Family Tech Support Standard Setup for 2012

Holidays mean getting together with family, and if you’re the tech guy in the family like me, it also means updating your family’s computers and gadgets. I wrote about my standard setup two years ago, but a lot of things have changed since then. Here is my updated list. This is based on my family which uses primarily Windows, but most of these programs and tips work for Mac as well.

Remote Support: Logmein

If you do nothing else for your family’s computer this holiday, install Logmein. The wonderful program allows you to work on their computer (including seeing what’s on their screen) from anywhere in the world. Even from Germany I could walk my parents in Colorado through sharing a photo of Facebook, or install software updates on my sister’s laptop. (Previously I recommended Microsoft Sharedview, but it requires a complicated dance of logins, invitations, and access codes that was overwhelming to people.)

Anti-Virus: Microsoft Security Essentials

For years I used Avira but in the last months the nag screens became unbearable, popping up every day and with the “close” button hidden by visual tricks. I switched my family to Microsoft Home Security Essentials and have been pleased so far. Be sure to do a full system scan once you’ve installed it, especially if they had no antivirus before.

Broswer: Firefox or Chrome

I’ve kept my family on Firefox even as I’ve moved to Google Chrome, but may move them in this year.

Remove all the bookmarks bar and replace with one’s that make sense for your famliy member. Change the name of each bookmark because the defaults are really long. My standard set is this:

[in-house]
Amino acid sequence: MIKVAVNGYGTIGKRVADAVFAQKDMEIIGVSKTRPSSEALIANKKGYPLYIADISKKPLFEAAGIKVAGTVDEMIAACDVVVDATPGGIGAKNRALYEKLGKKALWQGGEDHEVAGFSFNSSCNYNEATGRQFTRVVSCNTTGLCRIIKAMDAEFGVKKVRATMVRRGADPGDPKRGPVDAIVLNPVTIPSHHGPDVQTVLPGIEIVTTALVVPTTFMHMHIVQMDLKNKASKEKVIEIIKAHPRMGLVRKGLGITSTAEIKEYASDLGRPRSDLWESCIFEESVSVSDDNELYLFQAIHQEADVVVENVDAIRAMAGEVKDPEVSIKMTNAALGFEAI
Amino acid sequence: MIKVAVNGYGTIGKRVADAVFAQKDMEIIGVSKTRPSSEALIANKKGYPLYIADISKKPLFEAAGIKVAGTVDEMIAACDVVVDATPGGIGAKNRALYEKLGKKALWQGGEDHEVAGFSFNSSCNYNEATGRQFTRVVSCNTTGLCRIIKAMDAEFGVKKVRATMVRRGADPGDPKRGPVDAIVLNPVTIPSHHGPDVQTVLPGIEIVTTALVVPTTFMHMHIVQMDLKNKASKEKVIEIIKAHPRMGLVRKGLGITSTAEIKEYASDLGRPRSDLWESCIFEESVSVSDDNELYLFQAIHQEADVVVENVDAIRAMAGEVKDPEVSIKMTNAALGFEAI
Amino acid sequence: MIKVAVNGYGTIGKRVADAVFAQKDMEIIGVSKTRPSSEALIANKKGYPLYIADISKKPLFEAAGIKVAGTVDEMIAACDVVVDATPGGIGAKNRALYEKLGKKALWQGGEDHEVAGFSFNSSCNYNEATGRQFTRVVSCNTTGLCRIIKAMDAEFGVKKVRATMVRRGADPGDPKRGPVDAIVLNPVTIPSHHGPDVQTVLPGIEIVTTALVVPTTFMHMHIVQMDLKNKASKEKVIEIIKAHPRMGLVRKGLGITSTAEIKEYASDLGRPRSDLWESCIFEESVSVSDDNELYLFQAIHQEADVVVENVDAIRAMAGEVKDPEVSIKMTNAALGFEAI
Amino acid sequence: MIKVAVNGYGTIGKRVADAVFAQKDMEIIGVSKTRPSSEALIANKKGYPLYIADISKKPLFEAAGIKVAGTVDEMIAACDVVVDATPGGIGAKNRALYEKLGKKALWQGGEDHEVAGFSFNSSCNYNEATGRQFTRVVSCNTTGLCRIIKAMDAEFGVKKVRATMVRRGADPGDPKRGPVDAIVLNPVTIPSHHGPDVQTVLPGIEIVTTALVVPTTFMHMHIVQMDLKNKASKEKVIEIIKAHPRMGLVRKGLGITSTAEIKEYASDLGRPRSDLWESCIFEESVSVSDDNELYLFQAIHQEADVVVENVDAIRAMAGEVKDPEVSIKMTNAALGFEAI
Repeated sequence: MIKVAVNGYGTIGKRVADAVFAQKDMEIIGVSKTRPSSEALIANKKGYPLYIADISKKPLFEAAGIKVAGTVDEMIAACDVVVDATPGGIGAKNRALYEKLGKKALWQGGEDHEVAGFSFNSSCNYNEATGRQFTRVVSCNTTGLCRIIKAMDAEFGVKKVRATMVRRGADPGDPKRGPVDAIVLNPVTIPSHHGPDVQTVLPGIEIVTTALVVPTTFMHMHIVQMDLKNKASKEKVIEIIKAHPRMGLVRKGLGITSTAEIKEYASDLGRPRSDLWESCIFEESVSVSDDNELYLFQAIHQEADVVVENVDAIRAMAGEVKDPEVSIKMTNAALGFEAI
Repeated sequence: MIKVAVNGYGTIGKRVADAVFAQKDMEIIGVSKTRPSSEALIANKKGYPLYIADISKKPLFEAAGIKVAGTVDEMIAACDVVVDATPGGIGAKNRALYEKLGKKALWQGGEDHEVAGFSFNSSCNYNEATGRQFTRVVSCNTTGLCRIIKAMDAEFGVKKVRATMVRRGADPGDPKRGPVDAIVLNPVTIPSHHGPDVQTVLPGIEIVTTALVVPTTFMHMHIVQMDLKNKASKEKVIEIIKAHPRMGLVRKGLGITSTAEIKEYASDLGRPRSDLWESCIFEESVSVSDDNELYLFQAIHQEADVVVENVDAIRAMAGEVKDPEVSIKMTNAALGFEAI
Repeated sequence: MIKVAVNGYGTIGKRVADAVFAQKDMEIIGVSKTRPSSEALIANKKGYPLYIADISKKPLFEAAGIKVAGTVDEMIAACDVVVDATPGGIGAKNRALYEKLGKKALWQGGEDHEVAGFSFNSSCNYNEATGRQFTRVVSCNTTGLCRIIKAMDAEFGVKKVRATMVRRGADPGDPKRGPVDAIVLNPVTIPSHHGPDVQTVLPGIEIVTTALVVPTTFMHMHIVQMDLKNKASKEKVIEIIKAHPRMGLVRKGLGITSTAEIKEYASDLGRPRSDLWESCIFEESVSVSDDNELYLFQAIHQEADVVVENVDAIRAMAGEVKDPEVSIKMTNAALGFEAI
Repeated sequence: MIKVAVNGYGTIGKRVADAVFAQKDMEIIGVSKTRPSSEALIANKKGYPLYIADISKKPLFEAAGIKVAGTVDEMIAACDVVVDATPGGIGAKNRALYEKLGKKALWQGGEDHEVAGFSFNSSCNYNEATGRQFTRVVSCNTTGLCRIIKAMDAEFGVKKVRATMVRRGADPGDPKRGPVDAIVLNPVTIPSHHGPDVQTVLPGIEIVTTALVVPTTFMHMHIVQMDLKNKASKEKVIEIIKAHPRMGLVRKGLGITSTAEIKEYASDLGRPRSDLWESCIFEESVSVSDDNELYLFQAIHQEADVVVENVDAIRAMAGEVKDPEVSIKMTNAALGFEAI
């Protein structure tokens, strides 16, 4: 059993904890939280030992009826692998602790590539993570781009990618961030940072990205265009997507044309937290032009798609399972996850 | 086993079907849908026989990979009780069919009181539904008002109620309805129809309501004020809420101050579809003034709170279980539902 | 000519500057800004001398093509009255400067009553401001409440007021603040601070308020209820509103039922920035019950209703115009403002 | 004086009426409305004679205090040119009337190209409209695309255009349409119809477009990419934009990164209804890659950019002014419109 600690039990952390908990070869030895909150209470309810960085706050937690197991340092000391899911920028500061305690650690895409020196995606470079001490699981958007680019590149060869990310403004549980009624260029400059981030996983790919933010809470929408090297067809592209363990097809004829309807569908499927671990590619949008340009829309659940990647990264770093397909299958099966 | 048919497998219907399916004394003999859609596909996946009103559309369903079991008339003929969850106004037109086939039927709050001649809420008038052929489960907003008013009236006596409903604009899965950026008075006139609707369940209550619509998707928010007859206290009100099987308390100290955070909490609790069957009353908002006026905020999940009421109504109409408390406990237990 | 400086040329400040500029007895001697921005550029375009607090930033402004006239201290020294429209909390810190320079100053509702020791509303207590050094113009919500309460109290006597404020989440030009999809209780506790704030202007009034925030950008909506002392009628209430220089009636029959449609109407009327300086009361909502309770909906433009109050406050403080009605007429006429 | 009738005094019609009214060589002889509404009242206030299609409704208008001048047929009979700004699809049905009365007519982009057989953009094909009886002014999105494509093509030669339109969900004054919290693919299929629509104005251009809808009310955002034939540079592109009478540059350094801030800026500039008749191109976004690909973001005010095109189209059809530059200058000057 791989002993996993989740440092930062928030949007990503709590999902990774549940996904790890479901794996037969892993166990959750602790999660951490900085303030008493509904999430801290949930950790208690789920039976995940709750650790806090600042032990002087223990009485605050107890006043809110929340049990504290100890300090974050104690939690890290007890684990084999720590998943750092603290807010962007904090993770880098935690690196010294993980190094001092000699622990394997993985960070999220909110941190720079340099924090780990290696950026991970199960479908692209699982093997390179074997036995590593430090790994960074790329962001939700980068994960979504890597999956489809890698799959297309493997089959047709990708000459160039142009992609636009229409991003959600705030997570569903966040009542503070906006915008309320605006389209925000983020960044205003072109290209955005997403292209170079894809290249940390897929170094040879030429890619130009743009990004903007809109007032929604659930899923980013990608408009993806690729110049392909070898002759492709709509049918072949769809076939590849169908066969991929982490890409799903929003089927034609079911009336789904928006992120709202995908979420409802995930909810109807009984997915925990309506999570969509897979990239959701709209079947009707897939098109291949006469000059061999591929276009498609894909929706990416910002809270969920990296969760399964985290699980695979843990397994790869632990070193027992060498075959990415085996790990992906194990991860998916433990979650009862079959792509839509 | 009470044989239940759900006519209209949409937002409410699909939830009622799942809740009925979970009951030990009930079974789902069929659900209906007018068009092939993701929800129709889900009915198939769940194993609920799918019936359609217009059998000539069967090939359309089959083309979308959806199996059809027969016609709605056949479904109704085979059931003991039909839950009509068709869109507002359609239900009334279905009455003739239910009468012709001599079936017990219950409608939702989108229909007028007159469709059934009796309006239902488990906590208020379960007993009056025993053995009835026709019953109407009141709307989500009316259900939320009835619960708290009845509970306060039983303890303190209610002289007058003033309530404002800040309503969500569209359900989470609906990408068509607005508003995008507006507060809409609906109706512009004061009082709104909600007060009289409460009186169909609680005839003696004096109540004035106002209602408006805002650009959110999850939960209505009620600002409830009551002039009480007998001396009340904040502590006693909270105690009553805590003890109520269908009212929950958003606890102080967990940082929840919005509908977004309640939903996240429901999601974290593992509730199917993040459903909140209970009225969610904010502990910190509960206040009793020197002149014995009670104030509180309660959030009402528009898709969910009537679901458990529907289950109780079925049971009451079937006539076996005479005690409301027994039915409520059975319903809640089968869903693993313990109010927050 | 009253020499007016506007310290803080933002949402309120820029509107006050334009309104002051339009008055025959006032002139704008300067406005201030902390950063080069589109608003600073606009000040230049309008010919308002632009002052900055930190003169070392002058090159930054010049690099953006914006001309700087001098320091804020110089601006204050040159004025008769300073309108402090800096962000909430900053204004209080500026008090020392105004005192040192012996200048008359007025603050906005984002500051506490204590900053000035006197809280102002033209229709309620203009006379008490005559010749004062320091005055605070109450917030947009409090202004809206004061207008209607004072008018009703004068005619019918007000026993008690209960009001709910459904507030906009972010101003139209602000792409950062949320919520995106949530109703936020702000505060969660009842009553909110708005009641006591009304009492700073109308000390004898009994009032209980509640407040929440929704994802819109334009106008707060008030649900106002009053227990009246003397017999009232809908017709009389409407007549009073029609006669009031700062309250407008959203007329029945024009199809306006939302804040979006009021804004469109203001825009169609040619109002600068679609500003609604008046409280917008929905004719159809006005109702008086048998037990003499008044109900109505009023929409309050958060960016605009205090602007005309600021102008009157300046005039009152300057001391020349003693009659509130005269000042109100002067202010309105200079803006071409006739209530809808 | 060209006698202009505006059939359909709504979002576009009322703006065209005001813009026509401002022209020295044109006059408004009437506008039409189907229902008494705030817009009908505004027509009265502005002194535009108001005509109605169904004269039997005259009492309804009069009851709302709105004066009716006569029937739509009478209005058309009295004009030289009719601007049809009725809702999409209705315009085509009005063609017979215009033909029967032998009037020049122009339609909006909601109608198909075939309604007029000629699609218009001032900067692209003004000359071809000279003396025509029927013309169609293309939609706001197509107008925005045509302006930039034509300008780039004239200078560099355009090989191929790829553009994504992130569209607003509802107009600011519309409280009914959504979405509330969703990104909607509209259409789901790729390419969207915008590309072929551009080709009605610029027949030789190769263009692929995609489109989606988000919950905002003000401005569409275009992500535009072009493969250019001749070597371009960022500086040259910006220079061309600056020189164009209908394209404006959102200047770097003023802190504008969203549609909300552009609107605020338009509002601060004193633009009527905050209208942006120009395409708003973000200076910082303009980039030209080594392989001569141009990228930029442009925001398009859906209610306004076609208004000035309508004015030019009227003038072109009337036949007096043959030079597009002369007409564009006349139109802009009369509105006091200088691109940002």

• Search: Google.
  • Email: Gmail (see below) or whatever web email service (if any) they use.
  • Wikipedia: Wikipedia
  • Maps: Google Maps, with default location set to their home.
  • NewsGoogle News, with local news set to their city.
  • Weather: Weather Underground, with location set to their city.
  • Dictionary: Wordnik, new online dictionary that I worked at. It’s better than the boring in that it also contains slang and unusual words. E.g. my Mom used to learn about “gamification.”
  • Facebook, if they use it.
  • Radio: Pandora. Ask your family member for a few songs or bands they like, and watch as they are amazed at the music that Pandora delivers. (You’ll have to create an account for your friend to save their stations.) My Mom loves listening to Jimmy Reeves.
  • Their bank, local library, and other sites that they might enjoy. My mom loves the OneAcross crossword helper, for example.

Older people can be overwhelmed by the advertising of many sites. Install Adblock Plus add-on to save them from advertising overload.

My parents had a problem with accidentally pressing “F11″ and making Firefox go fullscreen. (F11 is directly above the Backspace key on their keyboard.) Using the Keyconfig add-on you can disable (and add) keyboard functions to solve problems like this.

Photos: Picasa

You’d be surprised how many people I’ve met who have a digital camera but never figured out how to get the pictures onto their computer! I did a lot of research on this one, as my Dad has scanned 10,000+ photos and needs to manage them. (More here) The best free solution has been Picasa from Google. Of course, only install this if they don’t have any image program, or are unhappy with what they are currently using. I find many people are using crappy software that shipped with some product they bought. My Dad, for example, was using a absolutely hideous program from HP that had installed itself with his scanner.